Lesbian, gay, bisexual and transgender (LGBT) activists filed a lawsuit against Russian authorities Monday in the European Court of Human Rights (ECHR) [official website]. The founders of Pride House in Sochi filed the lawsuit seeking €200,000 [Interfax report] over the Russian Justice Ministry's refusal to register Pride House for the 2014 Sochi Winter Olympic Games [official website]. Justice Svetlana Mordovina of the Krasnodar Pervomaisky Court upheld the ministry decision [Gaystarnews report] in March, labeling Pride House activities as "propaganda of non-traditional sexual orientation" that can undermine state security and provoke social-religious hatred. Pride House was founded at the 2010 Winter Olympics in Vancouver and then reestablished [advocacy website] at the 2012 Olympic Games in London to celebrate "sport for all" while bringing together all members and friends of the worldwide LGBT community to commemorate the Olympics and discuss relevant LGBT and sports-related topics. Regardless of the ECHR lawsuit Russia's best-known gay rights campaigner Nikolay Alexeyev has announced that advocates will attempt to open Pride House in Sochi through alternative agreements that would bypass registration with the Russian Justice Ministry. Houses are usually set by host countries' national Olympic committees independent of the International Olympic Committee [official website].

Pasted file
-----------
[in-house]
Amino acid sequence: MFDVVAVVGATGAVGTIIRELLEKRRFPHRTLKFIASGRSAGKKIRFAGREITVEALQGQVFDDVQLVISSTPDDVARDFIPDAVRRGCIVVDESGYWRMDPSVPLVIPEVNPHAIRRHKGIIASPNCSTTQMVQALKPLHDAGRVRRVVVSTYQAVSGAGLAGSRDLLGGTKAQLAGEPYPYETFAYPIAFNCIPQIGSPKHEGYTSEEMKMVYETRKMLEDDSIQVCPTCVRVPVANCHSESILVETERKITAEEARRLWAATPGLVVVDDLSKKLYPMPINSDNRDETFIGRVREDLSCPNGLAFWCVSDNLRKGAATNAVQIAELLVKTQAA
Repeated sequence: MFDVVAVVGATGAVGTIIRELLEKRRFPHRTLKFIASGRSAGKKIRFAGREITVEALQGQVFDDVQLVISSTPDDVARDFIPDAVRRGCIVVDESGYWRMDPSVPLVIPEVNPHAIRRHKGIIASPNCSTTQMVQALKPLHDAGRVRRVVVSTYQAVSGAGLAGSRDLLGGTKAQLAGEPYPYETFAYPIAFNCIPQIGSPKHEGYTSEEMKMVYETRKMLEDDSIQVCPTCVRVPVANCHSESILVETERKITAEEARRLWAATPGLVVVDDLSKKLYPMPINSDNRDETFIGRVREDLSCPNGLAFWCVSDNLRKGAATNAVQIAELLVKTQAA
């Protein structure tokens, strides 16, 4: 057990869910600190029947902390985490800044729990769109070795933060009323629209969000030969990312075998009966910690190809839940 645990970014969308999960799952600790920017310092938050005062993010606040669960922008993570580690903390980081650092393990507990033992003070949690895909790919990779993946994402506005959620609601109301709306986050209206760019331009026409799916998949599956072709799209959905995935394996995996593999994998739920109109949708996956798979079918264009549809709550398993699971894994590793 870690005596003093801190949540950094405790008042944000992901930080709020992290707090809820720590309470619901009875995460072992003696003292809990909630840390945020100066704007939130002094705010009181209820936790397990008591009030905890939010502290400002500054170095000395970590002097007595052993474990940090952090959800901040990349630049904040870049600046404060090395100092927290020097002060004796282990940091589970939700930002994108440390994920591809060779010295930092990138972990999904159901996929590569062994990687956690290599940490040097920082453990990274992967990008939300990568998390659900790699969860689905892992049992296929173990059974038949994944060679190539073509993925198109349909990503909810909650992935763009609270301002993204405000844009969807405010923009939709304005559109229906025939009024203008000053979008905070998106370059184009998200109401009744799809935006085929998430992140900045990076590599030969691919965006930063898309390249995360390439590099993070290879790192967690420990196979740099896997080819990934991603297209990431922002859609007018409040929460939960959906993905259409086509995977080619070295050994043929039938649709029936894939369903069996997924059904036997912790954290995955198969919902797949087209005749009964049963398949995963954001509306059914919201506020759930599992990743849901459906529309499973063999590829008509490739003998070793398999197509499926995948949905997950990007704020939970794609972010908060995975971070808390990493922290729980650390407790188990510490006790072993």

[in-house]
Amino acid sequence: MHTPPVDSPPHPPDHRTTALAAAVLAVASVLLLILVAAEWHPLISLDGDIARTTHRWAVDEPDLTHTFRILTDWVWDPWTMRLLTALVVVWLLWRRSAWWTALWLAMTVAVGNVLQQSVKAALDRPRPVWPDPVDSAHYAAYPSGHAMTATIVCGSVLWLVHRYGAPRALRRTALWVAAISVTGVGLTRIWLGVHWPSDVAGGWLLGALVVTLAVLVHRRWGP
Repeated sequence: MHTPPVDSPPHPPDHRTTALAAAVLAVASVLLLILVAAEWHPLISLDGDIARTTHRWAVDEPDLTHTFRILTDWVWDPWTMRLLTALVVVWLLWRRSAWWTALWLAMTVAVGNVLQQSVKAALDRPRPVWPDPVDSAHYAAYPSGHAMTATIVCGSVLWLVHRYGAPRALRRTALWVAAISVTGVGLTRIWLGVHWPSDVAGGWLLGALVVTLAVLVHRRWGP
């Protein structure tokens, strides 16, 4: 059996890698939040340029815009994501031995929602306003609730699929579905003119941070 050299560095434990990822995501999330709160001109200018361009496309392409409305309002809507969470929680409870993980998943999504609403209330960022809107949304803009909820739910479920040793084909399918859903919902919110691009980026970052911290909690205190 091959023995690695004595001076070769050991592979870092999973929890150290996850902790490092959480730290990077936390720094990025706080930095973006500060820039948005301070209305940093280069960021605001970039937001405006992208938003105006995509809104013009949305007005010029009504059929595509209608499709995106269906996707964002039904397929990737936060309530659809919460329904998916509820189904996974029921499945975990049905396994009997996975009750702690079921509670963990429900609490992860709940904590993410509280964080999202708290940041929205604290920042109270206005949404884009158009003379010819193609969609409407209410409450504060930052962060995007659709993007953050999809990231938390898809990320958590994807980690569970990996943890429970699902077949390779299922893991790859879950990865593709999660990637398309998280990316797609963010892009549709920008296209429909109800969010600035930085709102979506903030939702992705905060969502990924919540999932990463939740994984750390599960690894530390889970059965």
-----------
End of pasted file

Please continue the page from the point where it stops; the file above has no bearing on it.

Russia has long struggled with the acceptance of homosexuality. Last week Alexeyev lost a court challenge [JURIST report] to Moscow's 100-year municipal ban on gay pride marches. He intends to appeal the decision to the ECHR, has already ordered Russia to pay Alexeyev [JURIST report] an award of 12,000 euros for non-pecuniary damages plus 17,510 euros for costs and attorneys fees (USD $41,090 total) for rejecting his license application for a gay pride gathering. In March St. Petersburg announced that the city's governor had signed into law a bill that would impose fines against people convicted of promoting homosexuality, including gays or lesbians who are open about their sexuality—individuals convicted under the law would be subject to fines between 3,000 and 5,000 rubles (US $100-160) [Moscow Times report], while organizations could be fined up to 50,000 rubles for "promoting" homosexuality. In December Senior Lecturer of Sociology at the University of Surrey Paul Johnson [university profile] wrote that the latest ban by Russian authorities on the promotion of homosexuality to minors is only the most recent violation of the ECHR ruling [JURIST comment] on the subject.